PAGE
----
Not everyone is a people person, so we wanted to find the best jobs for people who prefer to avoid frequent communication.
To rank these jobs, we used data from O*NET Online, a U.S. Department of Labour database with information on hundreds of jobs.
O*NET gives scores between zero and 100 to occupations for a range of characteristics, based on surveys of employees in those jobs and input from professional job analysts.
We took O*NET’s measures of the importance of four communication skills: communicating with people inside the organisation, communicating with people outside the organisation, writing, and public speaking, and averaged together the scores for each job. Jobs were ranked better if that average score was lower.
We also factored in the 2013 median annual earnings for each job from the Bureau of Labour Statistics’ National Occupational Employment and Wage Estimates. By combining the earnings rank and communication scores, we were able to identify high-paying jobs that don’t require a lot of communication.
2013 median salary: $US53,310
What they do: Drive train locomotives
Why they're on the list: Locomotive engineers have very little need for communicating with people outside their organisations, and basically zero public speaking duties.
2013 median salary: $US54,780
What they do: Install bolts in the roofs of mines for structural support
Why they're on the list: While communicating with coworkers is somewhat important for roof bolters, they have almost no contact with people outside the mine, and a below average amount of writing required in the job.
2013 median salary: $US50,640
What they do: Use machines to load rock, ore, or coal onto conveyors or mine cars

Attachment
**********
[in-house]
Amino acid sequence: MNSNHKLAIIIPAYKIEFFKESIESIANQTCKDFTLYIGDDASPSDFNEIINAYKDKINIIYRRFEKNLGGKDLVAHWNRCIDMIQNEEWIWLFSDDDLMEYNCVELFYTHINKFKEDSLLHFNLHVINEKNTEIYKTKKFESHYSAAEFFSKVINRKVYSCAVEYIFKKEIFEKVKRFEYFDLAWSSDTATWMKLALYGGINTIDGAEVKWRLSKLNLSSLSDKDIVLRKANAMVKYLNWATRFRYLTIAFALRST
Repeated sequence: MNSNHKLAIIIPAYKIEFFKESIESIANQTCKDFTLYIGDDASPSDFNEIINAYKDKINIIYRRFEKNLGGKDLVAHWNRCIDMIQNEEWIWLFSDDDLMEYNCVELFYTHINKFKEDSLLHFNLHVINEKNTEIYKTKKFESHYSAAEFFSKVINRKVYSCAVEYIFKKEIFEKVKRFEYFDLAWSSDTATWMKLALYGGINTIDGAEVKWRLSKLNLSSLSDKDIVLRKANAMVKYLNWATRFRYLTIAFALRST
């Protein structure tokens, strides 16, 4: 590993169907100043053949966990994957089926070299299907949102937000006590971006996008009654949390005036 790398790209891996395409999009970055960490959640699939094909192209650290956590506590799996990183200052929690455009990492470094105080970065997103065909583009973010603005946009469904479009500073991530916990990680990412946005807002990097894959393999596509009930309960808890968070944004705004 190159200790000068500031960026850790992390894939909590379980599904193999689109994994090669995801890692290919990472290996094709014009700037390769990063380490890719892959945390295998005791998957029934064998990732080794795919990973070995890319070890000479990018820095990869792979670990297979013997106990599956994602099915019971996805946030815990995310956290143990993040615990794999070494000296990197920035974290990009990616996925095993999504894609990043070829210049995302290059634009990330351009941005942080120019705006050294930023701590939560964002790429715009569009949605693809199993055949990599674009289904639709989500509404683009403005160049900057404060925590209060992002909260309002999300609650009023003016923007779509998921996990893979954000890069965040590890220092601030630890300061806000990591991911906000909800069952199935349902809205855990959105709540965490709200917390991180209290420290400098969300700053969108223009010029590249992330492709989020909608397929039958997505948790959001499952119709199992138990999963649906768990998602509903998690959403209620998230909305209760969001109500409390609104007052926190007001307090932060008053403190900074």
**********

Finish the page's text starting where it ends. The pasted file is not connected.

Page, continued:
Why they're on the list: Very few of the communications skills we considered are needed in this position. Writing in particular is much less important in this job than in most other occupations.
2013 median salary: $US53,020
What they do: Drive shuttle cars in mines to move things from the mine face to mine cars or conveyors
Why they're on the list: As with the other mining occupations, there is very little emphasis in this job on writing, public speaking, and communicating with people outside the company.
2013 median salary: $US78,640
What they do: Install, repair, and maintain elevators in buildings
Why they're on the list: The high median salary and minimal emphasis on public speaking combine to make this job appealing for people who are bad at this communication skill.
2013 median salary: $US101,410
What they do: Develop back-end software, like operating systems, compilers, and network software
Why they're on the list: Similar to database administrators, public speaking and communication with outsiders is not typically important for these developers.
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